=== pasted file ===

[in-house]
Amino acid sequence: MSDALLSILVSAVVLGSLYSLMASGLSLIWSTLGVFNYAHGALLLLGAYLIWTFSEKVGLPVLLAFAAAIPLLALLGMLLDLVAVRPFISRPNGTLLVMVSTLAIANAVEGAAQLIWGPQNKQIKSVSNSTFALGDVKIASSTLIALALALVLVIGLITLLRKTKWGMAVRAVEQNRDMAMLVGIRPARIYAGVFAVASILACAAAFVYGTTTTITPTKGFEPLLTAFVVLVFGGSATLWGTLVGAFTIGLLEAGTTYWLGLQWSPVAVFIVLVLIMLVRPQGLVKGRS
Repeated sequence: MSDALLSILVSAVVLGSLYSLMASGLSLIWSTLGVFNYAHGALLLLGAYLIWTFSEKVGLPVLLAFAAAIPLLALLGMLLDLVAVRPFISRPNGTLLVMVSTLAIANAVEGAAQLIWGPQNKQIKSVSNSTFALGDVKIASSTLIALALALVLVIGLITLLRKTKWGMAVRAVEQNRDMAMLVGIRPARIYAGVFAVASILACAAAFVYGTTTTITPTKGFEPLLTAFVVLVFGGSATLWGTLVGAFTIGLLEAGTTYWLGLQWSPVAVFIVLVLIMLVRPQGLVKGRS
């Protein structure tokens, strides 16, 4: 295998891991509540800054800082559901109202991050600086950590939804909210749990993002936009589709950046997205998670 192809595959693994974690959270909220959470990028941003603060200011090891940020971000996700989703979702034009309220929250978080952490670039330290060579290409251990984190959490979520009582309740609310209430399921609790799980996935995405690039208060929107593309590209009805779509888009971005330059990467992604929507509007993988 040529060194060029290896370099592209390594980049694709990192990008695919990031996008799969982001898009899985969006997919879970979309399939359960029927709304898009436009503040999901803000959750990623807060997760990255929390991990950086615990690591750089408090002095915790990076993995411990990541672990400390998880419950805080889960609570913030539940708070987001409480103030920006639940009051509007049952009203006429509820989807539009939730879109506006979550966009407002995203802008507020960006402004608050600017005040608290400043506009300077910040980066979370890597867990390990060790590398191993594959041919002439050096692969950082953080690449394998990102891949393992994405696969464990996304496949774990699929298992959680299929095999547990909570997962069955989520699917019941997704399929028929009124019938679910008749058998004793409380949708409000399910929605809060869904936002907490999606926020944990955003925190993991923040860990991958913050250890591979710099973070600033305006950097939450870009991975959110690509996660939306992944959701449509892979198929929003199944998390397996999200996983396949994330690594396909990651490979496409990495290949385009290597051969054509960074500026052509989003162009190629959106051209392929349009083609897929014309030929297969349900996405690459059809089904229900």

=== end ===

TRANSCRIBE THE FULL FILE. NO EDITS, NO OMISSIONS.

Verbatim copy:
[in-house]
Amino acid sequence: MSDALLSILVSAVVLGSLYSLMASGLSLIWSTLGVFNYAHGALLLLGAYLIWTFSEKVGLPVLLAFAAAIPLLALLGMLLDLVAVRPFISRPNGTLLVMVSTLAIANAVEGAAQLIWGPQNKQIKSVSNSTFALGDVKIASSTLIALALALVLVIGLITLLRKTKWGMAVRAVEQNRDMAMLVGIRPARIYAGVFAVASILACAAAFVYGTTTTITPTKGFEPLLTAFVVLVFGGSATLWGTLVGAFTIGLLEAGTTYWLGLQWSPVAVFIVLVLIMLVRPQGLVKGRS
Repeated sequence: MSDALLSILVSAVVLGSLYSLMASGLSLIWSTLGVFNYAHGALLLLGAYLIWTFSEKVGLPVLLAFAAAIPLLALLGMLLDLVAVRPFISRPNGTLLVMVSTLAIANAVEGAAQLIWGPQNKQIKSVSNSTFALGDVKIASSTLIALALALVLVIGLITLLRKTKWGMAVRAVEQNRDMAMLVGIRPARIYAGVFAVASILACAAAFVYGTTTTITPTKGFEPLLTAFVVLVFGGSATLWGTLVGAFTIGLLEAGTTYWLGLQWSPVAVFIVLVLIMLVRPQGLVKGRS
């Protein structure tokens, strides 16, 4: 295998891991509540800054800082559901109202991050600086950590939804909210749990993002936009589709950046997205998670 192809595959693994974690959270909220959470990028941003603060200011090891940020971000996700989703979702034009309220929250978080952490670039330290060579290409251990984190959490979520009582309740609310209430399921609790799980996935995405690039208060929107593309590209009805779509888009971005330059990467992604929507509007993988 040529060194060029290896370099592209390594980049694709990192990008695919990031996008799969982001898009899985969006997919879970979309399939359960029927709304898009436009503040999901803000959750990623807060997760990255929390991990950086615990690591750089408090002095915790990076993995411990990541672990400390998880419950805080889960609570913030539940708070987001409480103030920006639940009051509007049952009203006429509820989807539009939730879109506006979550966009407002995203802008507020960006402004608050600017005040608290400043506009300077910040980066979370890597867990390990060790590398191993594959041919002439050096692969950082953080690449394998990102891949393992994405696969464990996304496949774990699929298992959680299929095999547990909570997962069955989520699917019941997704399929028929009124019938679910008749058998004793409380949708409000399910929605809060869904936002907490999606926020944990955003925190993991923040860990991958913050250890591979710099973070600033305006950097939450870009991975959110690509996660939306992944959701449509892979198929929003199944998390397996999200996983396949994330690594396909990651490979496409990495290949385009290597051969054509960074500026052509989003162009190629959106051209392929349009083609897929014309030929297969349900996405690459059809089904229900």